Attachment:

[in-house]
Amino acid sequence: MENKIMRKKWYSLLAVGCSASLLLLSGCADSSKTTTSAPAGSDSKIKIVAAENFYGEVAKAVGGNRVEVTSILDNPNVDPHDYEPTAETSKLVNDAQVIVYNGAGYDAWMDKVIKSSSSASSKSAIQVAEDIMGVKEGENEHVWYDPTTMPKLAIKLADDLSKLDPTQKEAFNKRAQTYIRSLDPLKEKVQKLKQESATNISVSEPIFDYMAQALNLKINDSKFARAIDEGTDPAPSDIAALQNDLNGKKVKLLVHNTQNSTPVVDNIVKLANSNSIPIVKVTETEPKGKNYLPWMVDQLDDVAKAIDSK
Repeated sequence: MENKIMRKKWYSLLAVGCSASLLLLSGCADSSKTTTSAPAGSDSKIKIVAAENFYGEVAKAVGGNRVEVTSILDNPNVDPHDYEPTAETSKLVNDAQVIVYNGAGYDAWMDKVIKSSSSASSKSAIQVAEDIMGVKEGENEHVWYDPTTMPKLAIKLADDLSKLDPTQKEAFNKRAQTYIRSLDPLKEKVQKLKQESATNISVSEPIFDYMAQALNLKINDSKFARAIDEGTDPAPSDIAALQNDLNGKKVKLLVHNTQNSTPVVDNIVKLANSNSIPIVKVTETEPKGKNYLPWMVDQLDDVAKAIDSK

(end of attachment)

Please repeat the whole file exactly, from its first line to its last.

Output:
[in-house]
Amino acid sequence: MENKIMRKKWYSLLAVGCSASLLLLSGCADSSKTTTSAPAGSDSKIKIVAAENFYGEVAKAVGGNRVEVTSILDNPNVDPHDYEPTAETSKLVNDAQVIVYNGAGYDAWMDKVIKSSSSASSKSAIQVAEDIMGVKEGENEHVWYDPTTMPKLAIKLADDLSKLDPTQKEAFNKRAQTYIRSLDPLKEKVQKLKQESATNISVSEPIFDYMAQALNLKINDSKFARAIDEGTDPAPSDIAALQNDLNGKKVKLLVHNTQNSTPVVDNIVKLANSNSIPIVKVTETEPKGKNYLPWMVDQLDDVAKAIDSK
Repeated sequence: MENKIMRKKWYSLLAVGCSASLLLLSGCADSSKTTTSAPAGSDSKIKIVAAENFYGEVAKAVGGNRVEVTSILDNPNVDPHDYEPTAETSKLVNDAQVIVYNGAGYDAWMDKVIKSSSSASSKSAIQVAEDIMGVKEGENEHVWYDPTTMPKLAIKLADDLSKLDPTQKEAFNKRAQTYIRSLDPLKEKVQKLKQESATNISVSEPIFDYMAQALNLKINDSKFARAIDEGTDPAPSDIAALQNDLNGKKVKLLVHNTQNSTPVVDNIVKLANSNSIPIVKVTETEPKGKNYLPWMVDQLDDVAKAIDSK